Grace Smith Yellowhammer of Teesto said many of the youth have been made homeless by Relocation, and have turned to drugs and alcohol while living in border towns. She pleaded with Jim to make a difference. “Please, take care of our youth. One day they’re going to be like us. We don’t want them to come over here and start begging.”

9/22/2011 US EPA Administrator Lisa P. Jackson, Testimony Before the U.S. House Subcommittee on Oversight and Investigations

9/22/2011 US EPA: FOR IMMEDIATE RELEASE: CONTACT: EPA Press Office,, 202-564-6794: Administrator Lisa P. Jackson, Testimony Before the U.S. House Subcommittee on Oversight and Investigations: As prepared for delivery: Chairman Stearns, Ranking Member DeGette and Members of the Subcommittee, I appreciate the opportunity to be here today to testify on the Environmental Protection Agency’s (EPA) regulatory process. It is a priority of the EPA and of this Administration, to ensure that our regulatory system is guided by science and that it protects human health and the environment in a pragmatic and cost effective manner.

One means by which this Administration has made this priority clear is through Executive Order 13563, which includes a directive for federal agencies to develop a regulatory retrospective plan for periodic review of existing significant regulations. Under that directive, EPA has developed a plan which includes 35 priority regulatory reviews. Recent reforms, already finalized or formally proposed, are estimated to save up to $1.5 billion over the next 5 years.

But let me be clear: the core mission of the EPA is protection of public health and the environment. That mission was established in recognition of a fundamental fact of American life – regulations can and do improve the lives of people. We need these rules to hold polluters accountable and keep us safe. For more than 40 years, the Agency has carried out its mission and established a proven track record that a healthy environment and economic growth are not mutually exclusive.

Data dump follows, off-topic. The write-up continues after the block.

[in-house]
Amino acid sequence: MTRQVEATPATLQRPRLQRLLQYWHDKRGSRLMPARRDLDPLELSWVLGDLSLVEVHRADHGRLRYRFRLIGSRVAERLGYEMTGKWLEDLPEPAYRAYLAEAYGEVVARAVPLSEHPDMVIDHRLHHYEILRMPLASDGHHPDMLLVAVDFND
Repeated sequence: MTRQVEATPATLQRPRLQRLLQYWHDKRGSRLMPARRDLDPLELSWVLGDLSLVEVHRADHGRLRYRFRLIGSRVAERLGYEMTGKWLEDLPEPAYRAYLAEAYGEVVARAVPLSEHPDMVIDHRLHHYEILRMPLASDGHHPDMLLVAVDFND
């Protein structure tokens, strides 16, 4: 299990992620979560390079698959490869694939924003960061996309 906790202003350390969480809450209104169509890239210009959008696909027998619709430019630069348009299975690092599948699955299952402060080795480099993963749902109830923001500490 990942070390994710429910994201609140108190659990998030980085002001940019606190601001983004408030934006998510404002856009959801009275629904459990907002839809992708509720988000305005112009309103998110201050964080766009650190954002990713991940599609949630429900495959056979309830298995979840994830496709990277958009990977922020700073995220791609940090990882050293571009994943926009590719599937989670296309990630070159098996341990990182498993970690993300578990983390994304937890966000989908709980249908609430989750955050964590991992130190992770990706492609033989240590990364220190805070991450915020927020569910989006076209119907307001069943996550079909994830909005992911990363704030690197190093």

The Clean Air Act is one of the most successful environmental laws in American history and provides an illustrative example of this point.

For 40 years, the nation’s Clean Air Act has made steady progress in reducing the threats posed by pollution and allowing us to breathe easier. In the last year alone, programs implemented pursuant to the Clean Air Act Amendments of 1990 are estimated to have saved over 160,000 lives; spared Americans more than 100,000 hospital visits; and prevented millions of cases of respiratory problems, including bronchitis and asthma.

Few of the regulations that gave us these huge gains in public health were uncontroversial at the time they were developed. Most major rules have been adopted amidst claims that they would be bad for the economy and bad for employment.

In contrast to doomsday predictions, history has shown, again and again, that we can clean up pollution, create jobs, and grow our economy all at the same time. Over the same 40 years since the Clean Air Act was passed, the Gross Domestic Product of the United States grew by more than 200 percent.